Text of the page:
For the Paleolithic human, the effects from ingesting psilocybin mushrooms would have precipitated one of the most phenomenal events ever experienced: a virtual cascade of consciousness, such as the awakening of the spiritual and intellectual self, the introduction to complex fractal mathematics, and the introduction to other dimensions. Such experiences continue to inspire artists, computer geniuses, and some of the greatest thinkers of this century. (pages 17-18)
Psilocybes have propelled themselves to the front lines of the evolutionary race precisely because of their psilocybin content. The production of psilocybin has proven to be a competitive evolutionary advantage. Psilocybin mushrooms carry with them a message from nature about the health of the planet. At a time of planetary crisis brought on by human abuse, the earth calls out through these mushrooms-sacraments that lead directly to a deeper ecological consciousness, and motivate people to take action. (page 19)
Rituals: Safety nets for the psychonaut
As the dosage increases, the need for ritual becomes increasingly important. Working within a ritual setting gives structure to the experience and progresses events along a positive path. Ritual can become a safeguard if the going gets rough-it can help lead you through the experience and make it profoundly meaningful. After repeated sessions, the ritual becomes a psychological road map, providing a framework for safe tripping. Rituals are built from the lessons learned from previous good experiences. But at some point, for the shamans amongst us, being safe is not the priority-pushing the envelope to new revelations is. (page 41)
On a recent trip, my eyes became so sensitive that, on a moonless night, I saw my hands cast shadows on the ground from the starlight above. Overlaying this display of splendor are colorful, dancing, geometrical fractals of infinite complexity. The universe moves in harmony. My spirit moves with it. I feel as though I have become a thread in the fabric of nature and have returned home. Experiences such as these leave impressions that are held dear for a lifetime. It is no wonder that cultures from Paleolithic times up to those of the present have all been held spellbound by psilocybin mushrooms. (page 44)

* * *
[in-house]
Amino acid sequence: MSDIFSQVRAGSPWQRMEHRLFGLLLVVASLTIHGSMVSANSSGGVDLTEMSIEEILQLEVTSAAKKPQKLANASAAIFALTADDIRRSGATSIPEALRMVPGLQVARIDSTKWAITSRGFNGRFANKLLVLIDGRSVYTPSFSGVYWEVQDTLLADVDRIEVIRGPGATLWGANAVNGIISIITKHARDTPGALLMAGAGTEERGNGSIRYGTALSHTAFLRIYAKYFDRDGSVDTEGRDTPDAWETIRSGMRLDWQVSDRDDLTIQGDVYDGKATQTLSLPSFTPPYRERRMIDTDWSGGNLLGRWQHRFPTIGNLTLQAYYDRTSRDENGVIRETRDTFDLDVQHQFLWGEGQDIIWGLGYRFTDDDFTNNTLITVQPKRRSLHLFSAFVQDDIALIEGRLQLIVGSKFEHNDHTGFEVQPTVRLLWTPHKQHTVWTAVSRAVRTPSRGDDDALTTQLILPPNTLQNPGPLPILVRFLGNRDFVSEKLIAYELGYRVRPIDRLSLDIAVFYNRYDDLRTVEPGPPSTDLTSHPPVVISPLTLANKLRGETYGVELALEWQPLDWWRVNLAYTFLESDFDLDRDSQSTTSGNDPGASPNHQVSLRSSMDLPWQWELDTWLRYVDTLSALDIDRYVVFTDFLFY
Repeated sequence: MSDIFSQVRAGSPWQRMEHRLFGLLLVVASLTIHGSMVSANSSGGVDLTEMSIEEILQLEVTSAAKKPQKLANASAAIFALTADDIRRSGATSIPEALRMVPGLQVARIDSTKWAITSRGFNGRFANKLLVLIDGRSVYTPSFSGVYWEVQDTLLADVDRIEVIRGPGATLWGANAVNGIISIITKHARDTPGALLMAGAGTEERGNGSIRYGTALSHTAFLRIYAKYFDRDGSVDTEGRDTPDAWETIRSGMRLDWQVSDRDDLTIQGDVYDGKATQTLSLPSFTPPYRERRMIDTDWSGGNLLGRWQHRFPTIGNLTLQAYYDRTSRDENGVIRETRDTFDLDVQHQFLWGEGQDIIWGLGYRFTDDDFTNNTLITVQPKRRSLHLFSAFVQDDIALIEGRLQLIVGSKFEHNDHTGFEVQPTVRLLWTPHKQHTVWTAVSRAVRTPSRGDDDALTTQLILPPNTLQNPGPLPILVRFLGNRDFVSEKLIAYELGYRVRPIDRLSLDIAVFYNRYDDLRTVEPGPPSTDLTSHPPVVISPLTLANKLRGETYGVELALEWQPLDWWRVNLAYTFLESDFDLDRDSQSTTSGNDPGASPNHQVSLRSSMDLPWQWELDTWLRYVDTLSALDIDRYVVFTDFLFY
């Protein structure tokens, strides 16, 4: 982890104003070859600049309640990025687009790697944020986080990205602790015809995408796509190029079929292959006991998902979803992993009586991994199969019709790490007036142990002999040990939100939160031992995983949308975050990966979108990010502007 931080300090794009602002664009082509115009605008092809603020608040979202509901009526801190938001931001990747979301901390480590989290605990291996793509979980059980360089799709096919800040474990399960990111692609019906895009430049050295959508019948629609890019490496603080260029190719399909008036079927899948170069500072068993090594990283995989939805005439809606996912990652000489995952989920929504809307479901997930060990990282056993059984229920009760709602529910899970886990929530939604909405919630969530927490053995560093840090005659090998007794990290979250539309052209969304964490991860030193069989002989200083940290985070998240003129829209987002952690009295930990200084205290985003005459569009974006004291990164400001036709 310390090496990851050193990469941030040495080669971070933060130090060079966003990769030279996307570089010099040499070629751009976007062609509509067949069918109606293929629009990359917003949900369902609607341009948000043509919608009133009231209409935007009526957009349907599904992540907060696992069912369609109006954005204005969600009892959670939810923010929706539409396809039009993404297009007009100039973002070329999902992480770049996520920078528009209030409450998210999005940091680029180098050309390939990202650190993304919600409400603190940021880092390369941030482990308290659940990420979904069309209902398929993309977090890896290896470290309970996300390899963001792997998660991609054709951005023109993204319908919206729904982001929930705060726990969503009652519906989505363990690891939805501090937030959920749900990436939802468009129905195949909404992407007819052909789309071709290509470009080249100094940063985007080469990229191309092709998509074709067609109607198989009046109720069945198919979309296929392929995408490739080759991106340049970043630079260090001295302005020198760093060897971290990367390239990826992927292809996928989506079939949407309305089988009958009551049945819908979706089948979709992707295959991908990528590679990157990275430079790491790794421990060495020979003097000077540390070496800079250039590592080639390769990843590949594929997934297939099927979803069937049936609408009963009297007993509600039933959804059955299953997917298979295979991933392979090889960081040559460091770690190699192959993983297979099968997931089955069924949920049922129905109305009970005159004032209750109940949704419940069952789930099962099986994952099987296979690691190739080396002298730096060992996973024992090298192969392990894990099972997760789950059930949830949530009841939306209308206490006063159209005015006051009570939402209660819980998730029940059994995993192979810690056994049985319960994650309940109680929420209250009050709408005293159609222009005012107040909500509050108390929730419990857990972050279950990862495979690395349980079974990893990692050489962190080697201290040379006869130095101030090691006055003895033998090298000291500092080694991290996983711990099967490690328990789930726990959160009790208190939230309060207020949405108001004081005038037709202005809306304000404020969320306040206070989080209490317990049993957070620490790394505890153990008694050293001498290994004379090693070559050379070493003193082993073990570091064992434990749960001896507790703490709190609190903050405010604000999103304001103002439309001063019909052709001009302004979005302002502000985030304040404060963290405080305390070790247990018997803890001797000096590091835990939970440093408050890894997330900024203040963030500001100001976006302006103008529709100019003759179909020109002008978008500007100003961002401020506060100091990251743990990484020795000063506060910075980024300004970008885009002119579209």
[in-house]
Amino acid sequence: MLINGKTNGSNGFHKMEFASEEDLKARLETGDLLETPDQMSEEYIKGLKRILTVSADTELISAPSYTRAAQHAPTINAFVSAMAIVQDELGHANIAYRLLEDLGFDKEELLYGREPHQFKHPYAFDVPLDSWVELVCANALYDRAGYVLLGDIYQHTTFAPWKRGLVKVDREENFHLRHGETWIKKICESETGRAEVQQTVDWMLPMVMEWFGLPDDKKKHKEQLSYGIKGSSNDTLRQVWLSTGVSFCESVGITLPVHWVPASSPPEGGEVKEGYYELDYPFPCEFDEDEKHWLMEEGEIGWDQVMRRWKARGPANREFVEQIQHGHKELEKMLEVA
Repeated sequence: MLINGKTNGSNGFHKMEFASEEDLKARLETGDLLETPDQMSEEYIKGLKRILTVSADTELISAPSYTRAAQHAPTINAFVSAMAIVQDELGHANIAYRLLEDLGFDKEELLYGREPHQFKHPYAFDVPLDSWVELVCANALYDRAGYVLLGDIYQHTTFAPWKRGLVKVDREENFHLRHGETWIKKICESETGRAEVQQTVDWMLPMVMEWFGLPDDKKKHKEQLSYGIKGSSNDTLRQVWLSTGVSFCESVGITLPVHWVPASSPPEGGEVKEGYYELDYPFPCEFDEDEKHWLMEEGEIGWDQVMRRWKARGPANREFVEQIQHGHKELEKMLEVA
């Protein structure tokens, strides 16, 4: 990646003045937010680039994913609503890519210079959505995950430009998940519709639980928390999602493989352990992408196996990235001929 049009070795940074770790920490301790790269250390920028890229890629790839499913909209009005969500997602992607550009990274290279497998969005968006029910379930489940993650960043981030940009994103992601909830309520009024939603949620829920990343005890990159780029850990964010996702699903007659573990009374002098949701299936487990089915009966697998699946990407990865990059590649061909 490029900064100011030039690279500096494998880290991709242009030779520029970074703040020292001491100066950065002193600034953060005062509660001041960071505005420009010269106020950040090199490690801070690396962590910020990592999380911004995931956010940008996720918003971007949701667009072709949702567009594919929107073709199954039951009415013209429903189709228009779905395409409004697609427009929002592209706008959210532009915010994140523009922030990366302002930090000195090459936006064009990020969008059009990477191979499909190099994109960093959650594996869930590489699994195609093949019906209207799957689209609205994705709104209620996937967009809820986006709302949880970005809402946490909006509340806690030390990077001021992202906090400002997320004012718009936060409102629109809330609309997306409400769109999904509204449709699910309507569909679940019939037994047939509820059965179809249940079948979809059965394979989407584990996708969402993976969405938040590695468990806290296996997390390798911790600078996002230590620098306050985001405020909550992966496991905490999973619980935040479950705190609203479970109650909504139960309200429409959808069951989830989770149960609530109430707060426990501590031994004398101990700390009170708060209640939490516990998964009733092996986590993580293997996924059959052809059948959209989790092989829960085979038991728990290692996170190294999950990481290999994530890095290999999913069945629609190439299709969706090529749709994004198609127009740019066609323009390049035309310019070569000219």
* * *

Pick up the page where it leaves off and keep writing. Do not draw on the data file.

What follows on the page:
Like the shamans of southern Mexico, I prefer nocturnal tripping. I'll set up base camp in the late afternoon or early evening. An hour before sunset, the mushrooms are selected and separated into pairs. My wife and I have found that an offering of mushrooms to Gaia, on a makeshift altar, sets the stage for an experience filled with earth magic. Before ingestion, I like caressing their natural forms, speaking to them of their beauty, wisdom, and ancient power. They are the keys to the dimensions surrounding us that ordinarily cannot be seen. If they permit, you will be granted access to unimaginable dimensions of beauty, grace, and peacefulness. They bring me closer to God, Jesus, Buddha, Gaian consciousness, my origins, and to a deeper understanding of my purpose in the universe. The experience, by all measures, is profoundly spiritual. I strongly believe that the environmental movement that took off in the sixties has been and continues to be fueled by revelations from the psilocybin experience. (page 45)